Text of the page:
Stargazing at Flag Fen

PAUL STAINTON: Now, as you’ve been hearing all week, Stargazing Live takes place on Monday night, and one of the places that the night will focus on is Flag Fen, right here in Peterborough. But why go to the site of an ancient civilisation, when so much modern technology is used in stargazing? Well, with us is Dr Francis Pryor, archaeologist at Flag Fen. Morning.
PAUL STAINTON: So we’ve got all this huge expensive technology these days, and we’re going to plant it right in the middle of one of the oldest places in Peterborough. Why?
FRANCIS PRYOR: (LAUGHS) Because the stars have always been important, that’s why. They still structure our lives, and not just because they revolve over our heads at night, but because they affect us during the day. We end the week with Sunday, the day of the sun. We begin the week with Monday, the day of the moon. So the planets and the solar system help structure our lives. It always has. And back to the days of Flag Fen, which is 3000 years ago, and a long long way back before then, I think Places like Stonehenge are entirely based around the rise of the mid-summer sun, and so on. So the stars and the moon and the sun are seen as if you like a sort of gateway to the heavens, a gateway to the dead, a gateway to the unborn, a gateway to all the magical mystical aspects of life, which make it great to be a human being.
PAUL STAINTON: We heard from a gentleman yesterday, who’d used the stars quite extensively. He was in the Royal Navy. He used them in the Falklands War on his ship. It seems like the stars have been integral to all civilisations for many many years, and the people that lived around Flag Den would have been no different then?
FRANCIS PRYOR: Absolutely no different at all. And it wasn’t just that they would have used the stars to navigate, because I suspect they would have done. People at that time didn’t go on long distance sea journeys. They went on much shorter journeys. We’ve got good evidence for that. They’d have crossed the English Channel for example, as a routine thing. They may well have crossed the North Sea over to Holland quite regularly, because we know they had good seagoing boats. But I think the sun and the moon also structured their lives in a funny way. Their houses for example from about 1000BC, the doorway always faces south east towards the sunrise in the morning. And the interior of their houses was organised in a way that followed the sun as it circled over the earth during the day. So they lived on the south side, and then they slept on the north side of their houses. And this seems to be universal. We can demonstrate it in Peterborough, in houses that are excavated there in the 1970s, and you can also demonstrate it in Ireland, in the Orkney Islands, you name it, they seem to follow a similar sun-based organisation to their lives. And there’s another site near Flag Fen, just across the county line in Lincolnshire, near Lincoln, where they’ve also got posts, hundreds of thousands of posts, like we have at Flag Fen, but they only seem to replace the posts on that site when there was a total eclipse of the moon, and that’s a very very difficult thing to predict. It requires very sophisticated mathematics, and they only actually figured out the naming of the tables that you need to do this in the seventeenth century.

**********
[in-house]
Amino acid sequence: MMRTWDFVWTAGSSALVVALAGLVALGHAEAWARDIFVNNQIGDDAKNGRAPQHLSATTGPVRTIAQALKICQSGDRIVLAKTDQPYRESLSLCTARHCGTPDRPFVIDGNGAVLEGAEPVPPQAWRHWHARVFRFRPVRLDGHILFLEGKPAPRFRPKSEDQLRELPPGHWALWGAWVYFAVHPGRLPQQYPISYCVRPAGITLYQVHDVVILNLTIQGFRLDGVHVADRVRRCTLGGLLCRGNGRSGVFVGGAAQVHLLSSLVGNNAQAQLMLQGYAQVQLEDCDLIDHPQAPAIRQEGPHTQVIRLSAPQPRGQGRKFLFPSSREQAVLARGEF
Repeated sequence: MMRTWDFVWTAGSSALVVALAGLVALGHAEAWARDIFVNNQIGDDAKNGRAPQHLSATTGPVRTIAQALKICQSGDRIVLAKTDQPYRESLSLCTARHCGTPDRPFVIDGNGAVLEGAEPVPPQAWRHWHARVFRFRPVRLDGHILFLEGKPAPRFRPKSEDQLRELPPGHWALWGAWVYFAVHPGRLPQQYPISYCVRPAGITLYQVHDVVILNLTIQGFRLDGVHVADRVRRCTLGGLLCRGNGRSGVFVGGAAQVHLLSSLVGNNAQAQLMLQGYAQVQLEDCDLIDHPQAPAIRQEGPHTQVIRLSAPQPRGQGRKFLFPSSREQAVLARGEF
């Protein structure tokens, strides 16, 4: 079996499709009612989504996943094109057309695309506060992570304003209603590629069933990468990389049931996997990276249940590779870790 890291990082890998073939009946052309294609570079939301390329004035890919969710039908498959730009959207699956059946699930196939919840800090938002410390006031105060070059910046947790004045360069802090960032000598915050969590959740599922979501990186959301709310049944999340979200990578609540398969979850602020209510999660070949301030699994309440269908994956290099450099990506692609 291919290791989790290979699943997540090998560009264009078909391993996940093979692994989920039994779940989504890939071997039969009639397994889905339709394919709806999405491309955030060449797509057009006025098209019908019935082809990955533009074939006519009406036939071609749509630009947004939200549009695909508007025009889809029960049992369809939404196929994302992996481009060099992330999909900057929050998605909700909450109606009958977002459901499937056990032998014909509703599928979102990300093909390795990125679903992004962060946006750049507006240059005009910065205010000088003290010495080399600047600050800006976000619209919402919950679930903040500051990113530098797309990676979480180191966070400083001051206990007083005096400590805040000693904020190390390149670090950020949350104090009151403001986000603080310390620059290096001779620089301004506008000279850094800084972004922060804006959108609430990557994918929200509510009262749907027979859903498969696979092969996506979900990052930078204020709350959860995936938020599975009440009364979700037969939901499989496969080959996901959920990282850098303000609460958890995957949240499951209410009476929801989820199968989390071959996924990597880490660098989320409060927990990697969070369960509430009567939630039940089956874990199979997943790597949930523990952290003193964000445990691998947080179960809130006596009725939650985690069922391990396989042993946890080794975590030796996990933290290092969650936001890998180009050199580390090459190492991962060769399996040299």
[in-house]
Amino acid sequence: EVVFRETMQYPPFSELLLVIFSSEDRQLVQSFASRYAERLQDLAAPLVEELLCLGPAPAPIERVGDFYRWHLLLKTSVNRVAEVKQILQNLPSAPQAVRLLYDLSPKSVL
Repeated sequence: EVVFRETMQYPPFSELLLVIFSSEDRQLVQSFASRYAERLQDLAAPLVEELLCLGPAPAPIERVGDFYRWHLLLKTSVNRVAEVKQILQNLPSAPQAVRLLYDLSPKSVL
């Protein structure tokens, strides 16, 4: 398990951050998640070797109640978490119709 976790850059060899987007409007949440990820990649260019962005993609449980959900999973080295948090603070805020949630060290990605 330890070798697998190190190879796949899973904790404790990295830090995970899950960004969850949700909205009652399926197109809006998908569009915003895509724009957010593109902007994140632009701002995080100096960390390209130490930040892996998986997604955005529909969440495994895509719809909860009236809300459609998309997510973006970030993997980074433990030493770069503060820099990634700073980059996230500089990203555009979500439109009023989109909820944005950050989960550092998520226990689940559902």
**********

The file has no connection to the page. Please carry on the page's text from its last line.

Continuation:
ng>PAUL STAINTON: That’s amazing, way back then, they could even think about trying to attempt it.
FRANCIS PRYOR: Absolutely. So they’re sophisticated. The thing is you’ve got to bear iun mind that the really bright people, the Albert Einsteins of this world, and the Isaac Newtons, they were alive in the Bronze Age too, but because they didn’t have writing, their thoughts haven’t survived to us. But they were still there. So we musn’t underestimate these people.
PAUL STAINTON: No. You instill excitement and vibracity in everybody when you talk about Flag Fen. Talking about the stars now, I’m hanging on every word. How excited are you about Monday night?
FRANCIS PRYOR: Oh I think it’s fantastic. I really do. I think anything nowadays that takes us out of our .. we’re becoming so obsessed with ourselves in this world. The internet doesn’t help. We spend our time navel-gazing and worrying about things that really aren’t that important to us as human beings. Yes, we should be right to worry about the state of our society, and things like that, but good heavens, there are more important things to life that the price of eggs. And I think this celebration of the stars, and I think Brian Cox is an absolutely inspired chap, he’s fronting it all.
PAUL STAINTON: He was good in D:Ream as well to be fair.
FRANCIS PRYOR: Yes. (LAUGHS) Bit after my time that.
PAUL STAINTON: How do people get involved then? Very quickly Francis. How do people get involved on Monday night?
FRANCIS PRYOR: Well they come along to Flag Fen. They look us up on the BBC website. And there are going to be events there. And it’s going to be an interesting day.
PAUL STAINTON: Brilliant stuff Francis. Lovely to talk to you this morning, as always. Dr Francis Pryor, archaeologist from Flag Fen. And you can look on the Flag Fen website and see how you get involved on Monday night, as Stargazing Live takes place, and Brian Cox takes over our TV screens.

07:50 Friday 13th January 2012
Peterborough Breakfast Show
BBC Radio Cambridgeshire